Apple’s app directs users along the taxiway but does not specifically tell them to drive on to the runway.
As the sabers rattle in our nation’s capital and the argument is made for retaliation against the violence perpetrated upon the Syrian people through chemical attack, the pulse of everyday America beats to a different heart. A war-weary nation still struggles to get on its feet from a kind of violence wrought by the greed and corruption in our highest financial sectors. Those crimes against humanity have gone unpunished. Retaliation is best served “profitable,” as in fodder for a military industrial machine or companies with trusted household names like Halliburton.
Meanwhile, back in America’s backyard, food insecurity is directly related to unemployment and poverty and is fueled by hopelessness. A country that allows its seniors and children to go to bed hungry seems to me the greater violence that begs to be addressed by those in power.
Read more on Bread, Bombs and Bullshit.
A 5.7m (19ft) python has been seized after it fell from the ceiling of a charity shop in Australia.
The python, weighing 17kg (37lbs), was recovered by a snake-handler after police investigated a suspected break-in at the shop in Ingham, Queensland.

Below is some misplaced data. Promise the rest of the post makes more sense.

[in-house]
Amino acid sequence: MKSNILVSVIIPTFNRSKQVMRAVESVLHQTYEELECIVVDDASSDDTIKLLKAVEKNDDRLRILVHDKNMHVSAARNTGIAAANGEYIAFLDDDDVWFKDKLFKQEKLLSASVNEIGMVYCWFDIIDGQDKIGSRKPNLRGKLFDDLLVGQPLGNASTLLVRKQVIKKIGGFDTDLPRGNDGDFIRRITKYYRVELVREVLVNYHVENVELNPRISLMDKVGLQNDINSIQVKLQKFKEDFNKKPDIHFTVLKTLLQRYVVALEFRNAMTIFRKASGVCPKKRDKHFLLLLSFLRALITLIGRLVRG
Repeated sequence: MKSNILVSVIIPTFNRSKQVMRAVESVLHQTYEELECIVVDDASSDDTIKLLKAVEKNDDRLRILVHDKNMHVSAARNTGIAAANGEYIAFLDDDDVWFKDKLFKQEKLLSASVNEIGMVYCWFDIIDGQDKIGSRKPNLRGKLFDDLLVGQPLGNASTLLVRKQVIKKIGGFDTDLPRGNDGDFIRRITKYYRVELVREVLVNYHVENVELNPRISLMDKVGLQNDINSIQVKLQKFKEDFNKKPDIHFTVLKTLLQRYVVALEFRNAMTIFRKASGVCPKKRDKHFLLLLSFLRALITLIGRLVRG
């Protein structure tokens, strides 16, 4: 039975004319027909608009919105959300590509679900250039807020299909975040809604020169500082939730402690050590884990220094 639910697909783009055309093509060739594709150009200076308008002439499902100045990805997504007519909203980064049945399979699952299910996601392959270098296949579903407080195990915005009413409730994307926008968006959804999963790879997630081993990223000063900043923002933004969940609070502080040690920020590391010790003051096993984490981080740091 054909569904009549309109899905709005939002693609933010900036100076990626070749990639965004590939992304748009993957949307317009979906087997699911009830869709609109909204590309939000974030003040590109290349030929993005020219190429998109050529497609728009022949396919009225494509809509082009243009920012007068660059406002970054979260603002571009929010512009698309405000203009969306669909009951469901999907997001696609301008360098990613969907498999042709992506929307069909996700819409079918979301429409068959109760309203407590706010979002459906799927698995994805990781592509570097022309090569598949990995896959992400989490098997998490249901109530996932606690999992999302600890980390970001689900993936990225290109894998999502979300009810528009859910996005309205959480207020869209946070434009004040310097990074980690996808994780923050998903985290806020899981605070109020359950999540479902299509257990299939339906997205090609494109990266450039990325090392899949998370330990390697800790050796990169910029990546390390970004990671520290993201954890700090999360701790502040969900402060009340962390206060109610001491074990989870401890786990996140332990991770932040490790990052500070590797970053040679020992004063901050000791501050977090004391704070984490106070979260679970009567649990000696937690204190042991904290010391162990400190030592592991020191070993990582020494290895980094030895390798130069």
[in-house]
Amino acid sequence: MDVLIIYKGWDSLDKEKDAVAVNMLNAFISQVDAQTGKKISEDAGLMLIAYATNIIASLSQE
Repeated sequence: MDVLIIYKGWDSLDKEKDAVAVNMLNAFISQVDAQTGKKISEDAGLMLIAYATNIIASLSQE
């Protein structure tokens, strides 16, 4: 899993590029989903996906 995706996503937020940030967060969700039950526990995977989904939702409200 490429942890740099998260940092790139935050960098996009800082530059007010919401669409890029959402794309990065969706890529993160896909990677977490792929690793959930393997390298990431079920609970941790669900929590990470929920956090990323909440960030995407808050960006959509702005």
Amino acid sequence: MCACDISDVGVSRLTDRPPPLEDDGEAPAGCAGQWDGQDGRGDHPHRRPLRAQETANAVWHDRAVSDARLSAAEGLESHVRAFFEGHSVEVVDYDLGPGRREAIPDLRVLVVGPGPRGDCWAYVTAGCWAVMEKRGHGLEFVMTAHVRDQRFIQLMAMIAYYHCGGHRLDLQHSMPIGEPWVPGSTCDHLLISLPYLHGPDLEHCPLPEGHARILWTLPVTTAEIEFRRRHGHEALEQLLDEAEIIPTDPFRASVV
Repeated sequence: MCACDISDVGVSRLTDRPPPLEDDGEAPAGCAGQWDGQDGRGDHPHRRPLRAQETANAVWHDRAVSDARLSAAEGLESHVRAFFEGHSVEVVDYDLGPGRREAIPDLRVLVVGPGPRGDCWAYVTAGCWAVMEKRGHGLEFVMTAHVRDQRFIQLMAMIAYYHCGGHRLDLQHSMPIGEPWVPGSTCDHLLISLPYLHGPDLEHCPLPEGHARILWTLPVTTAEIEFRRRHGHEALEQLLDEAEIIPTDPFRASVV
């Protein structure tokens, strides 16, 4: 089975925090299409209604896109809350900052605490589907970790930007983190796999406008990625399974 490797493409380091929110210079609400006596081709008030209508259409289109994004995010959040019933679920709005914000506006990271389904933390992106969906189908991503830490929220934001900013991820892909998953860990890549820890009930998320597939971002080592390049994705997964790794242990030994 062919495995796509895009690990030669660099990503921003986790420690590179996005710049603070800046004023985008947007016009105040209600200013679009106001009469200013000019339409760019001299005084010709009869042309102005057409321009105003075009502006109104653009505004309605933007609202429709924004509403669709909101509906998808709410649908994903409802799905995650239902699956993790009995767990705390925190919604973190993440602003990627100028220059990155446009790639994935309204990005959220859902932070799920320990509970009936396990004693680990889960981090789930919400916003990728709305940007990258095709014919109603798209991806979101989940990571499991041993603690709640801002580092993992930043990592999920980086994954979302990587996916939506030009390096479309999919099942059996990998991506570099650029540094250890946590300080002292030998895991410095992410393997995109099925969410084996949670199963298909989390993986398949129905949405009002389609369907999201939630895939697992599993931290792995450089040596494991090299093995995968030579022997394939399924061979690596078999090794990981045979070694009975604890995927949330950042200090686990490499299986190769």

“Its head was the size of a small dog,” said police spokesman Sgt Don Auld.
The snake fell through a ceiling panel, smashing shop goods. Police said it may have got in through the roof, which was damaged by Cyclone Yasi in 2011.
When police were initially called to the property on Monday, they believed a person had fallen through the ceiling because the roof panel had been cut in half.
Crockery, clothes and other goods were scattered all over the floor.
Police were called back to the shop the following day when a large crowd formed outside.
Sgt Auld said the snake must have been hiding when police went there the first time.
It has been released in nearby wetlands.
Recep Tayyip Erdogan (Prime Minister) says no; and in doing so has opened the gates to exactly that possibility. Talk about being the author of ones own possible demise.
“Erdogan’s dismissive attitude to the mass demonstrations contrasted increasingly with President Abdullah Gul, who sounded conciliatory and pointedly rebutted Erdogan’s message. “Democracy does not mean elections alone,” he said, in what appeared to be a sharp riposte to the prime minister’s repeated insistence on the strength of his parliamentary mandate.” – The Guardian
Indeed, the demonstrations are democracy in action. Democracy is what the people want, not what the prime minister wants.
The question is, why does Erdogan insist so vehemently that these plans go ahead? Has he been paid by the developers for ensuring such a prime site? One must wonder. What other reason could there be?
But assuredly, Erdogan has blown his credibility, politically, I am sure he is finished.
What started as a protest over the redevelopment of a park has become a rebellion against the reign of the prime minister and the blame lies squarely on the prime minister’s shoulders.
The protestors have reason, cities need lungs, Gezi Park is just that in a sea of asphalt and buildings. Claimed to be the last green area in the city.